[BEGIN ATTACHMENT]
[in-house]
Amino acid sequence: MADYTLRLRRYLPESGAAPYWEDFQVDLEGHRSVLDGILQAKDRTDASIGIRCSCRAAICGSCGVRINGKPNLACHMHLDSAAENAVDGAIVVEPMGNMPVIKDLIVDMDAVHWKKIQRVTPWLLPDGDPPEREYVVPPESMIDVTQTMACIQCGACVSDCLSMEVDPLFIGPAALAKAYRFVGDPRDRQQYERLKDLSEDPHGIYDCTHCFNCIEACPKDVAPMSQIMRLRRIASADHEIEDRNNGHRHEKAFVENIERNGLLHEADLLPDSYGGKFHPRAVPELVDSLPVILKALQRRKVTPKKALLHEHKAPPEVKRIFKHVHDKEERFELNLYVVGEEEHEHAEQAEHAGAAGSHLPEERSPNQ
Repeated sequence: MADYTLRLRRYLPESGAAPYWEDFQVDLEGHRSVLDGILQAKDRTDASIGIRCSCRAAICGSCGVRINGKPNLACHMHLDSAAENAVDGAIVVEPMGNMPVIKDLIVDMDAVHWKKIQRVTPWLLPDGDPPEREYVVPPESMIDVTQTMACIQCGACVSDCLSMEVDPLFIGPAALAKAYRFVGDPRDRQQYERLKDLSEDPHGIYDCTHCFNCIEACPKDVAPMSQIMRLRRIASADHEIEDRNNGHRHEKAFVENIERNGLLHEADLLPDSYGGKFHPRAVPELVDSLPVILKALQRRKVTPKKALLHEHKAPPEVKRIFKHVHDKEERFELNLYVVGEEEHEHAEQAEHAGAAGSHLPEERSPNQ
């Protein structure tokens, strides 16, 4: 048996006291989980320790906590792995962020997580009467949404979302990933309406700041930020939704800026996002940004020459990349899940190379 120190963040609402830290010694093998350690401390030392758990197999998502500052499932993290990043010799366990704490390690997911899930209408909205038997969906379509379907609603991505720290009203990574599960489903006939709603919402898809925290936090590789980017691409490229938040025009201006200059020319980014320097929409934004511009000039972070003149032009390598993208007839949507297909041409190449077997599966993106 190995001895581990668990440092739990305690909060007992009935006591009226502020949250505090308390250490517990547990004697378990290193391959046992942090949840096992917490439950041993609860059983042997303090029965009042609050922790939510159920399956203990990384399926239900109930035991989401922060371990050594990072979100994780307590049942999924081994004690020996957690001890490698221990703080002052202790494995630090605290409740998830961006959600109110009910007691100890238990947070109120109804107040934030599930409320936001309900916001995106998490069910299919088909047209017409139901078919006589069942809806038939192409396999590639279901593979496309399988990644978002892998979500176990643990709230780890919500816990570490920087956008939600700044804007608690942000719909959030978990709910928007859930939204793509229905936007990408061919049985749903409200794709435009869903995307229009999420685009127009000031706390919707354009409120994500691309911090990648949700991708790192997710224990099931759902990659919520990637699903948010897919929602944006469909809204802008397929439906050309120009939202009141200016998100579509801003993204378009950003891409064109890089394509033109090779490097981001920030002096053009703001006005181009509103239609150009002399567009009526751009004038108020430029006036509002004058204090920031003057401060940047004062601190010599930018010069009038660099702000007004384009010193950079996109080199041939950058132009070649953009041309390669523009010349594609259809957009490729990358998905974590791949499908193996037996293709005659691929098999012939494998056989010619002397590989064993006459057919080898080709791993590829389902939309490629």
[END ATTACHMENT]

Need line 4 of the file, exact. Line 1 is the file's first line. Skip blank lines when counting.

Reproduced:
């Protein structure tokens, strides 16, 4: 048996006291989980320790906590792995962020997580009467949404979302990933309406700041930020939704800026996002940004020459990349899940190379 120190963040609402830290010694093998350690401390030392758990197999998502500052499932993290990043010799366990704490390690997911899930209408909205038997969906379509379907609603991505720290009203990574599960489903006939709603919402898809925290936090590789980017691409490229938040025009201006200059020319980014320097929409934004511009000039972070003149032009390598993208007839949507297909041409190449077997599966993106 190995001895581990668990440092739990305690909060007992009935006591009226502020949250505090308390250490517990547990004697378990290193391959046992942090949840096992917490439950041993609860059983042997303090029965009042609050922790939510159920399956203990990384399926239900109930035991989401922060371990050594990072979100994780307590049942999924081994004690020996957690001890490698221990703080002052202790494995630090605290409740998830961006959600109110009910007691100890238990947070109120109804107040934030599930409320936001309900916001995106998490069910299919088909047209017409139901078919006589069942809806038939192409396999590639279901593979496309399988990644978002892998979500176990643990709230780890919500816990570490920087956008939600700044804007608690942000719909959030978990709910928007859930939204793509229905936007990408061919049985749903409200794709435009869903995307229009999420685009127009000031706390919707354009409120994500691309911090990648949700991708790192997710224990099931759902990659919520990637699903948010897919929602944006469909809204802008397929439906050309120009939202009141200016998100579509801003993204378009950003891409064109890089394509033109090779490097981001920030002096053009703001006005181009509103239609150009002399567009009526751009004038108020430029006036509002004058204090920031003057401060940047004062601190010599930018010069009038660099702000007004384009010193950079996109080199041939950058132009070649953009041309390669523009010349594609259809957009490729990358998905974590791949499908193996037996293709005659691929098999012939494998056989010619002397590989064993006459057919080898080709791993590829389902939309490629």